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An eight-year-old Oban schoolgirl has cheered up older residents with a heartfelt gesture during the coronavirus crisis.
Ava MacIntyre, a pupil of Rockfield Primary School, wanted to do something after learning at school and on children’s programme Newsround about self isolation and the elderly.
Ava found it ‘really sad’ the over-70s are being advised to ‘socially distance’ themselves by staying indoors to guard against catching the highly-contagious bug as they can be vulnerable.
Mum Jade said: ‘She is quite an emotional eight-year-old and kept talking about it. Ava said to us there’s going to be older people not going to be able to get to the shops and they might get ill.’
‘Me and her dad spoke to her and asked her if there was something she might want to do to help.’
Ava decided to write cards to people offering help and was taken around to deliver them in places including Mossfield, Glencruitten Drive and elderly residents’ homes in the town.
One of the grateful recipients was Catherine and Dougie MacGillivray, of Glencruitten Drive, who live close to Ava’s granny and grandpa Neil and Margaret.
Ava’s card offered to help pick up the retired couple’s shopping, do their post or collect any urgent supplies.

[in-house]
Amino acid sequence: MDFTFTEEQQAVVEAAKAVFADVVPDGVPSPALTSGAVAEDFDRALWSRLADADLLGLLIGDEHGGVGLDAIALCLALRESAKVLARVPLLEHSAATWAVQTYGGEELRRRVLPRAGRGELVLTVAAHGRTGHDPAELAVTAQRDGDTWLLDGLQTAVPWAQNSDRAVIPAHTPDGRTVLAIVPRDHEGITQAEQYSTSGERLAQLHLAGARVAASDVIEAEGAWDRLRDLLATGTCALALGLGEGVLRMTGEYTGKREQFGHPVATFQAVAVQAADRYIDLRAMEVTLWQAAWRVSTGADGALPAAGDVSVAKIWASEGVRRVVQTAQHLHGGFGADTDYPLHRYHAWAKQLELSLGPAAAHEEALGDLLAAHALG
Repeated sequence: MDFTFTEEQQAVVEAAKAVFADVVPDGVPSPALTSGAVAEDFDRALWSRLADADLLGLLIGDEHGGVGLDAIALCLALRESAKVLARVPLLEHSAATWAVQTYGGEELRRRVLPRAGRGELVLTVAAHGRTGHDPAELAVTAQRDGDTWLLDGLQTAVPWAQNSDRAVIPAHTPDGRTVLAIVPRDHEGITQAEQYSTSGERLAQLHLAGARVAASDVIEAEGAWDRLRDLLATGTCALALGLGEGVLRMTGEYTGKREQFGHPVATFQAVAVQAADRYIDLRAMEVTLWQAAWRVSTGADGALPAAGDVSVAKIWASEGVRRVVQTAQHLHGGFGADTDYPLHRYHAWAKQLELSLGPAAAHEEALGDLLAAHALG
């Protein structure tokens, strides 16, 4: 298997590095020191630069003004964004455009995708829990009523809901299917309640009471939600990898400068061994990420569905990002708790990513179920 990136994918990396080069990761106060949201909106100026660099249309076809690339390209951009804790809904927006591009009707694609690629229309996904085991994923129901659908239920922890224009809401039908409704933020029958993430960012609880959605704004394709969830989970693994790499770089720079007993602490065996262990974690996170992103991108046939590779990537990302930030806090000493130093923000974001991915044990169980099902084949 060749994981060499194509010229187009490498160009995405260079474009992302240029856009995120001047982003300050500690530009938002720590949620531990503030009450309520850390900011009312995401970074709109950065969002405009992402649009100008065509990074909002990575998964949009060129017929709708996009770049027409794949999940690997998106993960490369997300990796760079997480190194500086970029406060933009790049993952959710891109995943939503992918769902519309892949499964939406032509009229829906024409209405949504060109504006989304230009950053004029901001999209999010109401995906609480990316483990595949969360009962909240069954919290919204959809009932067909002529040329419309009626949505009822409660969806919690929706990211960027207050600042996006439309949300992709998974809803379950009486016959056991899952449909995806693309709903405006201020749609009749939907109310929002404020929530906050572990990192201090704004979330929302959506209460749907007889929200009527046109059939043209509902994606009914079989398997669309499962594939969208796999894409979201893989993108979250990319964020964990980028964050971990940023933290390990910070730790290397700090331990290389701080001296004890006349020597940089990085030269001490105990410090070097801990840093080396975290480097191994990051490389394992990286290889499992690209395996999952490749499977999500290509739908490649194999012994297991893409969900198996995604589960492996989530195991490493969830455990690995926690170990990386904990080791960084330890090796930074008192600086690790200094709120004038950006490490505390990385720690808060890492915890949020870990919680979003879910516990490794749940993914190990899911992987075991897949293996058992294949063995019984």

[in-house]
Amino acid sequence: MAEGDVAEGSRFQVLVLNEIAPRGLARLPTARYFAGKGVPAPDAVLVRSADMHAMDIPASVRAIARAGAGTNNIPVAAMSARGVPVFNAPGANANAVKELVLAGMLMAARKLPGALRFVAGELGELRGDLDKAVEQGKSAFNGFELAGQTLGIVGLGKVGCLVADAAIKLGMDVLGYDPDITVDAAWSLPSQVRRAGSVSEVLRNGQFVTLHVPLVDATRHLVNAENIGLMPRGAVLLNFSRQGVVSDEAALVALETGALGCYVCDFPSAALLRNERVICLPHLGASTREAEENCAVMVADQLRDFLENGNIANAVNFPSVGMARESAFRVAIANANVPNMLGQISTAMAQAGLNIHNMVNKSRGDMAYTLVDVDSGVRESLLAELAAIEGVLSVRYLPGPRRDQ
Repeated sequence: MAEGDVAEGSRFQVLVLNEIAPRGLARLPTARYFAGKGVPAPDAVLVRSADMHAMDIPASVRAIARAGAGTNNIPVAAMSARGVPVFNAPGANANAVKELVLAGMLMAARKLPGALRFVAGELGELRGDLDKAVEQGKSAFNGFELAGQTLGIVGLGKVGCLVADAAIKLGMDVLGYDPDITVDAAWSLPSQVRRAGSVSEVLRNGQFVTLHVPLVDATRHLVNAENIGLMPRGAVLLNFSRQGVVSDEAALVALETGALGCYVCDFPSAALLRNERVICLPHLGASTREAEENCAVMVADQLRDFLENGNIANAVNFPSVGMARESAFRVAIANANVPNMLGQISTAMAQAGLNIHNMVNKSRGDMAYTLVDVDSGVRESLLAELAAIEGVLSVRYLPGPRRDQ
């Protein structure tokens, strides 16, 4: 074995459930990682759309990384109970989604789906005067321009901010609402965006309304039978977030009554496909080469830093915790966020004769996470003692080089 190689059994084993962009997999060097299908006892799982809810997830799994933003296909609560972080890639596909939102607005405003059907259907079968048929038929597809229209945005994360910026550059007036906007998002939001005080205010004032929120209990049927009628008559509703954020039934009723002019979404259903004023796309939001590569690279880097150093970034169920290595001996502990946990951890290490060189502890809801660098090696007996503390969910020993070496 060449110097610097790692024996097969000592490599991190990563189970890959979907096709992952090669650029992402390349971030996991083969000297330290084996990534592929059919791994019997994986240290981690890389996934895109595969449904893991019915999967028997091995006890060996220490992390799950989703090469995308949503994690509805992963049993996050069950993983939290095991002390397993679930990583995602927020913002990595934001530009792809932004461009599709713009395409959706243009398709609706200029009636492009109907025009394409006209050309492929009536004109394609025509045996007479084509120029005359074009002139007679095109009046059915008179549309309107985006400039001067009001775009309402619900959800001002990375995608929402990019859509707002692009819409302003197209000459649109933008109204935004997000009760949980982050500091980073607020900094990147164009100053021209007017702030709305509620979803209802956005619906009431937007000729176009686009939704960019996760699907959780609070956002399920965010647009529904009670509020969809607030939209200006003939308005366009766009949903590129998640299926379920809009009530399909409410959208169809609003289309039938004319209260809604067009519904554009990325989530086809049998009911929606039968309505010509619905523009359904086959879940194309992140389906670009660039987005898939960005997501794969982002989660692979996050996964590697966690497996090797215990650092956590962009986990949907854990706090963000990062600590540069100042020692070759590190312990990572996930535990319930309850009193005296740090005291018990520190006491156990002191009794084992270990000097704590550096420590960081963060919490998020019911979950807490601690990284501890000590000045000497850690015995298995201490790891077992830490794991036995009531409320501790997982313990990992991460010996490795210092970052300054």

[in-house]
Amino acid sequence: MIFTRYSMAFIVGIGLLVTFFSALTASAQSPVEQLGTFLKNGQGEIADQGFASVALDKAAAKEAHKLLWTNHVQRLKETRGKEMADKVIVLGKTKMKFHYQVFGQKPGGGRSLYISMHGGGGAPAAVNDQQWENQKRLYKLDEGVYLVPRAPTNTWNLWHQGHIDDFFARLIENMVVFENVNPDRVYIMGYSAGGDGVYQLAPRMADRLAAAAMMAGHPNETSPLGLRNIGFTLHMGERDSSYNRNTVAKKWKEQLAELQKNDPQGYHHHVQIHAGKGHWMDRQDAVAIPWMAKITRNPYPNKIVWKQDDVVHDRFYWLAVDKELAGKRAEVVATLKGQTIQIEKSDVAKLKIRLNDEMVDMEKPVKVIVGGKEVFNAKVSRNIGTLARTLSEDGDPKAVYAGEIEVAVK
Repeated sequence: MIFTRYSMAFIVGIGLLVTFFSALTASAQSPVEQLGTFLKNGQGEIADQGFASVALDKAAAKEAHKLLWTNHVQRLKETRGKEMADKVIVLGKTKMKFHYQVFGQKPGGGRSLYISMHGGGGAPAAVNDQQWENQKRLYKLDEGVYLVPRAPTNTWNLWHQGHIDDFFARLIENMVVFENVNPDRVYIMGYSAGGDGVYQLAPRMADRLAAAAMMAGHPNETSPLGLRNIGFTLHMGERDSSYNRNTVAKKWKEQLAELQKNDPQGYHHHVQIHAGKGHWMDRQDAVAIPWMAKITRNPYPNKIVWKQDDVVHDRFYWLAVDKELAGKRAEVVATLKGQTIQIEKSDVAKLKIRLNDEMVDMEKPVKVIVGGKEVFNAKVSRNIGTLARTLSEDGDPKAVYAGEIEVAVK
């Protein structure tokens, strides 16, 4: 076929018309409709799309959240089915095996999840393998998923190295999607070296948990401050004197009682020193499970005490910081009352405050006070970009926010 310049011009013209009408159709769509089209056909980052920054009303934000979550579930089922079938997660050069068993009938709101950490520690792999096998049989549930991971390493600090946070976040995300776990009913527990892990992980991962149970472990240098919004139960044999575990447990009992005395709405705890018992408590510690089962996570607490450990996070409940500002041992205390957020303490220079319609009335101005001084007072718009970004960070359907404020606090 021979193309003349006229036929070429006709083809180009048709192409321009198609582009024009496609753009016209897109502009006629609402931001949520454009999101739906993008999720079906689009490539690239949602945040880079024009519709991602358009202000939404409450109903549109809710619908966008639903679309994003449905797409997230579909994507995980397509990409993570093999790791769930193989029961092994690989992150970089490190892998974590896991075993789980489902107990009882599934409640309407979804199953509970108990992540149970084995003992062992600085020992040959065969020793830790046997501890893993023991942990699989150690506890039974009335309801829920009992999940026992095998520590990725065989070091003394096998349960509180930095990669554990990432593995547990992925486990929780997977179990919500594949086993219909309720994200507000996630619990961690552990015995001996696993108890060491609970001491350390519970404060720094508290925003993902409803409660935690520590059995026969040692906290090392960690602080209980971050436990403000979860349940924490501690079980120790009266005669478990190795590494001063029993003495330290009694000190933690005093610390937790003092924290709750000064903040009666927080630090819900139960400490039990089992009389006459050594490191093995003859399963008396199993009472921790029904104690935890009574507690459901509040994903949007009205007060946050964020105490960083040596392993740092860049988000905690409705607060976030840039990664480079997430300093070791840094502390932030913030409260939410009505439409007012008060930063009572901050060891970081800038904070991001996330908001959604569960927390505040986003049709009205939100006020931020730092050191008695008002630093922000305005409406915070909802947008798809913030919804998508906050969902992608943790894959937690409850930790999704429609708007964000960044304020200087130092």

The gesture touched Mrs MacGillivray, aged 66, and husband Dougie, aged 68, who are fortunate to have family to rely on.
Catherine said: ‘My instant reaction was it was just so kind. It’s just so good to know there are young people out there thinking of others.
‘I really was touched by the kindness of someone so young. We know her grandparents very well and see Ava often. She is a very poised young lady.’
The couple sent a thank you card to Ava recognising her selflessness.
Mum Jade said another female resident, who lives on her own, had received one of Ava’s cards. She telephoned the family to thank her for being so thoughtful.
Jade and husband Aidan are very proud of their eldest as are siblings Archie, aged six, and sister Jaimee, aged two.
Brian Sloan, chief executive of Age Scotland, the national charity for older people, said being a good neighbour was vital right now.
He said gestures such as popping to the shops or picking up medication would go a long way to helping to reduce loneliness and isolation.
‘This is an opportunity to see the best of Scotland, to help and look out for another. Let’s start by supporting older family, friends and neighbours,’ said Mr Sloan.